Updated 10/02/2012 04:30 PM
Solitary Confinement Used Too Often In State Prisons, NYCLU Finds
A new report released Tuesday by the New York Civil Liberties Union suggests, in many cases, that prisoners who spend long periods of time in solitary confinement eventually amounts to cruel and inhuman punishment. NY1's Kristen Shaughnessy filed the following report.
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With a mock isolation cell in the background, Sade Jackson spoke to reporters about her 21-year-old brother who has been in solitary confinement for a year. Solitary is 23 hours a day with limited human contact, and an hour for exercise in an area referred to as "the kennel."
"It is inhumane. We don't even treat dogs that way," Jackson said.
After speaking to more than 100 people who are or have been in solitary confinement at its Manhattan headquarters, the New York Civil Liberties Union made its case that the New York State Department of Corrections is putting too many prisoners in solitary and it should be used for only the most violent offenders.
"It is almost cavalierly doled out to people for the most minor of offenses: Substance abuse, talking back, and I'm not making this up, 'having too many postage stamps,'" said NYCLU Executive Director Donna Lieberman.
According to the NYCLU, on any given day nearly 4,500 prisoners in the state are held in segregated housing. Last year, about one out of every four prisoners in New York was put in solitary. The report adds that from 2007 to 2011 only 16 percent of isolation sentences were for assault or weapons.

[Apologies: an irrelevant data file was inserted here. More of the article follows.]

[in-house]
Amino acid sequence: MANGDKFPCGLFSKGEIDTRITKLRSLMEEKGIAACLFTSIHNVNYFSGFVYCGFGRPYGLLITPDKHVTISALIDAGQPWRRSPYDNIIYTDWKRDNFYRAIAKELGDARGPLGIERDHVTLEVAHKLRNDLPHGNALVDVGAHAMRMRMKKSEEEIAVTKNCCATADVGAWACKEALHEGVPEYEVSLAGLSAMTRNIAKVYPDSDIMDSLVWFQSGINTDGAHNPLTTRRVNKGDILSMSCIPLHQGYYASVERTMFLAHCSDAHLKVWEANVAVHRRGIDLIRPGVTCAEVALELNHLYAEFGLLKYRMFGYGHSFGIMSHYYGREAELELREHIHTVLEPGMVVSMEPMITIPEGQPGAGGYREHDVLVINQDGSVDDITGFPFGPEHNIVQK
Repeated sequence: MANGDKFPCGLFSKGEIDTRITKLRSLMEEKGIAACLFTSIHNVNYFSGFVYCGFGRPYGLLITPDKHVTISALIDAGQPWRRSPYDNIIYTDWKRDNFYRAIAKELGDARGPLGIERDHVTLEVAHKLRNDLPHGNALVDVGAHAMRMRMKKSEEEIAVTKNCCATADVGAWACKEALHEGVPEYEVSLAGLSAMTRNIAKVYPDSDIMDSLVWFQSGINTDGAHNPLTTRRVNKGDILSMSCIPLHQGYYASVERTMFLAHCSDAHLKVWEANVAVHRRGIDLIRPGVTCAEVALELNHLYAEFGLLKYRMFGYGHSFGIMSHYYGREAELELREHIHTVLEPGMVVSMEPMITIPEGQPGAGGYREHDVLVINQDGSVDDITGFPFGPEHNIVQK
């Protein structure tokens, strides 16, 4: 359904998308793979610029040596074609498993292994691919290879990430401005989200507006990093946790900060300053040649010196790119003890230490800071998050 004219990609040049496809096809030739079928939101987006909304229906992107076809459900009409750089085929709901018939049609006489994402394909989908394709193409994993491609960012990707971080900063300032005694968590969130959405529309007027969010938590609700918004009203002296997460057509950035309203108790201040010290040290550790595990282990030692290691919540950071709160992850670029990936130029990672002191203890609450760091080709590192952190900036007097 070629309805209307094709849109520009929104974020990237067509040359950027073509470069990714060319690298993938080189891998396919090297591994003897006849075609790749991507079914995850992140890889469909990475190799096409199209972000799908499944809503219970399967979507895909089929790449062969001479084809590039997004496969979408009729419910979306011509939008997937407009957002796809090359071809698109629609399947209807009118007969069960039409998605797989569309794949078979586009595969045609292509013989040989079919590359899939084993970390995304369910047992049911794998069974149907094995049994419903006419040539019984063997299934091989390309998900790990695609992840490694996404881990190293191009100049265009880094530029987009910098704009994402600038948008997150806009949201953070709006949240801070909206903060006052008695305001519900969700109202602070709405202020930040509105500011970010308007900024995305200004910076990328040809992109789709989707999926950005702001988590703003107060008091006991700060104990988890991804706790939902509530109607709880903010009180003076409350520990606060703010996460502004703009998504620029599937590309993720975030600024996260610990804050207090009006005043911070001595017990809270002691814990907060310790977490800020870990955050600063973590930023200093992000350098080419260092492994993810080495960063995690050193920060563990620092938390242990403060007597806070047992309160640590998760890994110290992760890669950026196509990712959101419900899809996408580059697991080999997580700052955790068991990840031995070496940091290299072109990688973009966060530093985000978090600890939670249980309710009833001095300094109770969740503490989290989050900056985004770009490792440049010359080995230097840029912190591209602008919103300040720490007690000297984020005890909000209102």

"About half of these individuals are locked down alone in a cell the size of a typical elevator. The other half are locked down with another prisoner in a cell the size of a parking space," said NYCLU Legal Fellow Scarlet Kim.
The NYCLU also showed a letter from one prisoner, identified only as Marcus, who was put in isolation for four months for offenses like tattooing himself and not reporting to work duty.
In it, he writes, "My first cell was flooded with trash, chicken bones, papers, banana peels, bread. The C.O.’s would pick up our mail and rip it up in front of our door. I feel like I was abused. It definitely made me feel like a zoo animal."
There is a national debate over whether holding prisoners in extreme isolation amounts to cruel and unusual punishment. Some states are moving away from the practice and federal hearings were held this summer.
The NYCLU hopes its study will force the state corrections department to reexamine the way it decides who and who does not go to solitary confinement.